A month after the announcement of the first highly effective COVID-19 vaccine, positive momentum is building. Potentially game-changing vaccines, a new round of government spending, and continued, pedal-to-the-metal monetary policy are nurturing a boom environment as we end a most challenging year. While COVID-19 cases grow globally, and in the wake of the election, it is easy to lose track of market trends. In no particular order, here are a set of observations about recent trends worth noting. Observations: The value of all U.S. stocks is nearing $42 trillion, or 2 times the whole economy’s size ($21 trillion GDP). High…

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To The Bone

Interest rates on bonds are at very low levels. The decline in the United States rates follows those of other sovereigns like Germany, the United Kingdom, and Japan (Chart A, below). In turn, global rates are following a long-established, declining secular trend. That trend leads to “negative” rates with more than $17 trillion in such debt circulating globally (Chart B, below). The defeating of inflation and worries of deflation may be behind this trend. Still, other factors may also be at work. Chart A U.S. Long-Term Treasury Yields vs. Average Foreign Yield (Germany, United Kingdom, Japan) Chart B Aggregate Global…

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For years, stock investors have fixated on “style,” which means investing in “growth” or “value.” “Value” in this context is usually defined as buying stocks with low price-to-book or low price-to-earnings ratios. Some are now rethinking the very foundations of this framework as the return to value indexes continues to shrink (Chart A, below). Others are leaving behind simplistic notions of “style” investing and looking for all sorts of new factors to find performance. In our view, adding a multitude of new factors to the mix is also the wrong approach. The right perspective simply relates price to a few…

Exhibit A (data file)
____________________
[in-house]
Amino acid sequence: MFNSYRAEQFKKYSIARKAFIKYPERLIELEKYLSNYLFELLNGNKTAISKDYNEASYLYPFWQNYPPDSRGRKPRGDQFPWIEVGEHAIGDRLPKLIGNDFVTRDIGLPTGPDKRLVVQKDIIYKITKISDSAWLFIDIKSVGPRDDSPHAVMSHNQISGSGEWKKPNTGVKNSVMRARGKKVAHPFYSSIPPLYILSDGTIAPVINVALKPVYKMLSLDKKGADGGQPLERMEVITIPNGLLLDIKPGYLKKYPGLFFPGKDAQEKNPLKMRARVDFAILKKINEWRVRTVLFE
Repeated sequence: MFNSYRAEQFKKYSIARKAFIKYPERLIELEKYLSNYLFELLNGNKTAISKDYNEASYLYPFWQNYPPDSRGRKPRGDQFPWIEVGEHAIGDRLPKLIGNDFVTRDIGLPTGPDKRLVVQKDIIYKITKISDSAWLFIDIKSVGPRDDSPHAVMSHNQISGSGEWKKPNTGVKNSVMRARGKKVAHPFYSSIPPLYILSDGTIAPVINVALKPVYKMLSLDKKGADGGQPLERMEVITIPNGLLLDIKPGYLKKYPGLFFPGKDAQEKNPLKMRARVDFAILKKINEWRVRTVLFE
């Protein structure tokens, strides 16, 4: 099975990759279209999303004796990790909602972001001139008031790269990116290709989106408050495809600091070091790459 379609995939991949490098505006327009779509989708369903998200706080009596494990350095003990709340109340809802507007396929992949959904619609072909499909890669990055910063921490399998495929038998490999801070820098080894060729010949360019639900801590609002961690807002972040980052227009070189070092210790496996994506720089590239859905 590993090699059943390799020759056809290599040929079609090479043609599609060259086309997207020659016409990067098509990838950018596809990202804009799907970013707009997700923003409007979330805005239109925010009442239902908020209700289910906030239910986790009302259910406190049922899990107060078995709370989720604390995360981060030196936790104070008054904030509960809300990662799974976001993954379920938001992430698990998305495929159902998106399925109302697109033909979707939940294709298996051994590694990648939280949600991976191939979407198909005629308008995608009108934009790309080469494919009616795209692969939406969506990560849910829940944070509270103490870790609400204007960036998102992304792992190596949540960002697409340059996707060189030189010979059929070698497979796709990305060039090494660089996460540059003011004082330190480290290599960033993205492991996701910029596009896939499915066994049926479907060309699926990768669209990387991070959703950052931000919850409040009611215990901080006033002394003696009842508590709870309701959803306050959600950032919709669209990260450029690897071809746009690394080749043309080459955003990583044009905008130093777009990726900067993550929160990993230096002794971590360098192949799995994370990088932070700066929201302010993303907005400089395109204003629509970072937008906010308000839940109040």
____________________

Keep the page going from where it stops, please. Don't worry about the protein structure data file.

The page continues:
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In October, Muni yields crept higher, rising by 6-9 bps across the curve, echoing the move higher in US Treasury yields. Muni Mutual funds recovered from a single week of outflows and took in over $5 billion for the month. After the election results were announced, how-ever, both Muni and U.S. Treasury yields fell dramatically as expected gridlock in the split legislature diminished the prospects of a massive stimulus package and higher inflation. The main story in Munis was record monthly supply in October as issuers rushed to market prior to the election.